The red cylindrical hat with its black tassel, more correctly known as a Fassi tarbouche, is not only worn and manufactured in Fez but as far afield as Egypt and Syria. In the eighteenth and nineteenth centuries, the fez became associated with the Ottoman Empire and in some places it was donned as a mark of support, a gesture that led to it being banned by Kemal Atatürk when he took power in Turkey and abolished the empire. The fez is also going out of fashion in its home town, and tends to be worn only by older men – most young men now prefer the Tunisian chechia or baseball caps.

Travel offers; book through Rough Guides

Morocco features

The latest articles, galleries, quizzes and videos.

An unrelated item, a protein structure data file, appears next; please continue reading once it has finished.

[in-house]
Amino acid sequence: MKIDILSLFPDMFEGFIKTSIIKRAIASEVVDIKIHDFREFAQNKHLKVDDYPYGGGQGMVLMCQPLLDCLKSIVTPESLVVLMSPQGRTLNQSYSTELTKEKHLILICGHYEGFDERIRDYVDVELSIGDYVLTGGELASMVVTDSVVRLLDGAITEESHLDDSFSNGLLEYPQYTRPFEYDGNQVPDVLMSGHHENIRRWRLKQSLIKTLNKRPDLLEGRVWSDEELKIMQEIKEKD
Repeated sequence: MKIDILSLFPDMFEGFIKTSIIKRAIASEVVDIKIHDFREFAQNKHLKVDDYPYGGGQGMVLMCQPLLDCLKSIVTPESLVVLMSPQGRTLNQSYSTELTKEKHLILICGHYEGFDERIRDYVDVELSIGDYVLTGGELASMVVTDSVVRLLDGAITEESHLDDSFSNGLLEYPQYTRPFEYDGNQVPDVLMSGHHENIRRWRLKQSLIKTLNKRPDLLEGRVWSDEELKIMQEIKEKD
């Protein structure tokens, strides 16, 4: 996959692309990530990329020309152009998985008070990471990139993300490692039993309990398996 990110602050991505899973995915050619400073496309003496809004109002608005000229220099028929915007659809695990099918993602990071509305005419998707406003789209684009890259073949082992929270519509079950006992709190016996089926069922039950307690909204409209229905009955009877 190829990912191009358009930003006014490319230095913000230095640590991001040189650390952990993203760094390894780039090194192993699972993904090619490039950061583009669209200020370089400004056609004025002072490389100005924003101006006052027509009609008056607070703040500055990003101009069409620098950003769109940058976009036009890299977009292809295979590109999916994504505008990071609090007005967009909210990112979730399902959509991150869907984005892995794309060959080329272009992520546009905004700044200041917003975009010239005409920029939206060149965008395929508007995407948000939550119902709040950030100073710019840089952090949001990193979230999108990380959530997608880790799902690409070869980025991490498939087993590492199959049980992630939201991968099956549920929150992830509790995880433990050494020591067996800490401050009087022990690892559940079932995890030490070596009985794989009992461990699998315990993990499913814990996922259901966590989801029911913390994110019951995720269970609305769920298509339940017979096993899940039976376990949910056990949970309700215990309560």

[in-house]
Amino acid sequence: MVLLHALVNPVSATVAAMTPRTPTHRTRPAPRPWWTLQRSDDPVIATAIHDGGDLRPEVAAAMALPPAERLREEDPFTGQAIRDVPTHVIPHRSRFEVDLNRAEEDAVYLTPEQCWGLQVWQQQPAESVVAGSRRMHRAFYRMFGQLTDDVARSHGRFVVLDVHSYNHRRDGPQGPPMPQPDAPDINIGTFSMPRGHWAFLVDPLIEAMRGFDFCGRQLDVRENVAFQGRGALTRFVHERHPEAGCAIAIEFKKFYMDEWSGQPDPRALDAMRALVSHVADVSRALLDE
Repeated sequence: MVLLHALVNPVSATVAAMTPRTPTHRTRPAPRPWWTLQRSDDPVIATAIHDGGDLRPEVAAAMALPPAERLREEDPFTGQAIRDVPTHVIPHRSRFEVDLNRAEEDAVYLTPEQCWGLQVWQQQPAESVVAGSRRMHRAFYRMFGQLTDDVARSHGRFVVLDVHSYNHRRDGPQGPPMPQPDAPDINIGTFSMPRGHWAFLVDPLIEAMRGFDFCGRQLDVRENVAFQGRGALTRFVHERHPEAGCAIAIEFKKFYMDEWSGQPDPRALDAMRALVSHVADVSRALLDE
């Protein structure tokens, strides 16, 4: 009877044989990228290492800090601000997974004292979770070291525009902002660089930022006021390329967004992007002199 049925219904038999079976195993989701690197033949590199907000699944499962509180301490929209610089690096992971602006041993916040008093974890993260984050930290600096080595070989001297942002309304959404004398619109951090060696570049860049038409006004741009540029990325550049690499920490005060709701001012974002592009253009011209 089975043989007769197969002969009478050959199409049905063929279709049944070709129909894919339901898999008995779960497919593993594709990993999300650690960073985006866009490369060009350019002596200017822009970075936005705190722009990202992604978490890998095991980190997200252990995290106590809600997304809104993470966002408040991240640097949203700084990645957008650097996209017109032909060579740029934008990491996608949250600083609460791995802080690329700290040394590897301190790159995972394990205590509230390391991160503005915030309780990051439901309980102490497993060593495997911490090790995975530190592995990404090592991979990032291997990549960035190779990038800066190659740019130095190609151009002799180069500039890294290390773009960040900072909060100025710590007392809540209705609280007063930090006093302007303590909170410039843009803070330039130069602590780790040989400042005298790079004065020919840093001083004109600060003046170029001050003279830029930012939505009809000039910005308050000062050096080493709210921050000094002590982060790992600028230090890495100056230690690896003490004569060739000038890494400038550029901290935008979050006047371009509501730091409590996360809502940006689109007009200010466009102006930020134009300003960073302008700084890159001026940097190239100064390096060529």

A day-by-day itinerary for the perfect weekend in Marrakesh

A day-by-day itinerary for the perfect weekend in Marrakesh

The last few years have seen Marrakesh well and truly established as Morocco’s capital of chic, attracting the rich and famous from Europe and beyond. Yet t…

11 Jul 2016 • Rough Guides Editors insert_drive_file Article
7 amazing African journeys

7 amazing African journeys

Africa is a continent of wild open savannahs, terracotta sunsets, thousands of vibrant green hills and rugged coastlines. Here, you can be chugging along on …

06 Jul 2016 • Harriet Constable insert_drive_file Article
Fez: Morocco's new culinary capital

Fez: Morocco's new culinary capital

Morocco's third-largest city tends to go overlooked, and it certainly isn't shouted about as a culinary hotspot. Even getting here – with limited flight conne…

24 Jun 2015 • Olivia Rawes insert_drive_file Article
View more featureschevron_right

Join over 60,000 subscribers and get travel tips, competitions and more every month

Join over 60,000 subscribers and get travel tips, competitions and more every month